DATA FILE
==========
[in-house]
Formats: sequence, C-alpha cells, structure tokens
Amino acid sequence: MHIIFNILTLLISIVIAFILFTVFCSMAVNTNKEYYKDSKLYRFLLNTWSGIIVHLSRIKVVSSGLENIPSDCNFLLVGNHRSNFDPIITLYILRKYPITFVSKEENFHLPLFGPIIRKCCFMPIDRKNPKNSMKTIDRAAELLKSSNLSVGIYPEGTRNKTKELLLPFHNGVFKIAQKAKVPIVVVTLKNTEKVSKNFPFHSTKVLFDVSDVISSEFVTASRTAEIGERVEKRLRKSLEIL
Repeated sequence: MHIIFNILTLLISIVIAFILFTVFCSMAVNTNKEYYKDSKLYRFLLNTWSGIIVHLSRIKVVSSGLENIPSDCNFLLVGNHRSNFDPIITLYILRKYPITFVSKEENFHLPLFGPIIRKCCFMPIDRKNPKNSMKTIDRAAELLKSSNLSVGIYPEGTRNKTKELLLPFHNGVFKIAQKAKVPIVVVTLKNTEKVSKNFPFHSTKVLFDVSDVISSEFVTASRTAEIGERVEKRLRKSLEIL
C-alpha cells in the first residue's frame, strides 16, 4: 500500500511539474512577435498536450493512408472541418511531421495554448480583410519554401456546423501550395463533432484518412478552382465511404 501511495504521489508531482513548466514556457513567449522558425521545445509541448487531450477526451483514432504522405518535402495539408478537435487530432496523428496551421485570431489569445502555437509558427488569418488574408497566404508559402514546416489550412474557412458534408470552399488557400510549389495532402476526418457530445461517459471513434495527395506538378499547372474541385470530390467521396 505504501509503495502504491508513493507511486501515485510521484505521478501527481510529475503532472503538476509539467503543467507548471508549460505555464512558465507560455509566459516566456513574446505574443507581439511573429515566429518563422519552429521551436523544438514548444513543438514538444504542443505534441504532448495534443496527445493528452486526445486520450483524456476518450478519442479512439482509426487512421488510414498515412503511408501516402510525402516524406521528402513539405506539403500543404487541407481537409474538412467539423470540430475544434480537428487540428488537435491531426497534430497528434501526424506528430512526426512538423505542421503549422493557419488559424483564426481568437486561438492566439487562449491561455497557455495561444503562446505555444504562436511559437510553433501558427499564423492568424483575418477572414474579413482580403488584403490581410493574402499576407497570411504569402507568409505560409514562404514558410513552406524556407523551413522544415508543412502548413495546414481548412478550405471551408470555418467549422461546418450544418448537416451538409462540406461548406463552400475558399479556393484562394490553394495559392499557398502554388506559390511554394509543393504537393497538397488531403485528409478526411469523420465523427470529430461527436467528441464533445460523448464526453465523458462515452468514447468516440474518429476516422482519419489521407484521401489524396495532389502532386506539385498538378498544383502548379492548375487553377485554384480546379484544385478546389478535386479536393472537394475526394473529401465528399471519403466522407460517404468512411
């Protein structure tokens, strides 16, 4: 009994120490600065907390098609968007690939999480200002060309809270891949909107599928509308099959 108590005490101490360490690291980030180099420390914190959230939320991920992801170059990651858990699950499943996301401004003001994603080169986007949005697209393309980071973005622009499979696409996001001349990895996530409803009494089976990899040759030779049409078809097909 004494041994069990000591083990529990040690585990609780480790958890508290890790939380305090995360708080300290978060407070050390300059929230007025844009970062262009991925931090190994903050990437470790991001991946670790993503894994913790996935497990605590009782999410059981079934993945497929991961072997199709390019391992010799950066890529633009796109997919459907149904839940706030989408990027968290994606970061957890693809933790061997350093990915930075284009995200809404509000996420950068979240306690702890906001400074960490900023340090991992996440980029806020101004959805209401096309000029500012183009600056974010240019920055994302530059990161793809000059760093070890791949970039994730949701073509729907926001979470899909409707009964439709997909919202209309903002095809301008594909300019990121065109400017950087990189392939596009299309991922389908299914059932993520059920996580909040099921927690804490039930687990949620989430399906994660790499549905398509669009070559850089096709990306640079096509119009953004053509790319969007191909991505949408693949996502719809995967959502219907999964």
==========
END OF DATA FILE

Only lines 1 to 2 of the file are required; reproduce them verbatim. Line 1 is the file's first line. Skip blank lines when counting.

[in-house]
Formats: sequence, C-alpha cells, structure tokens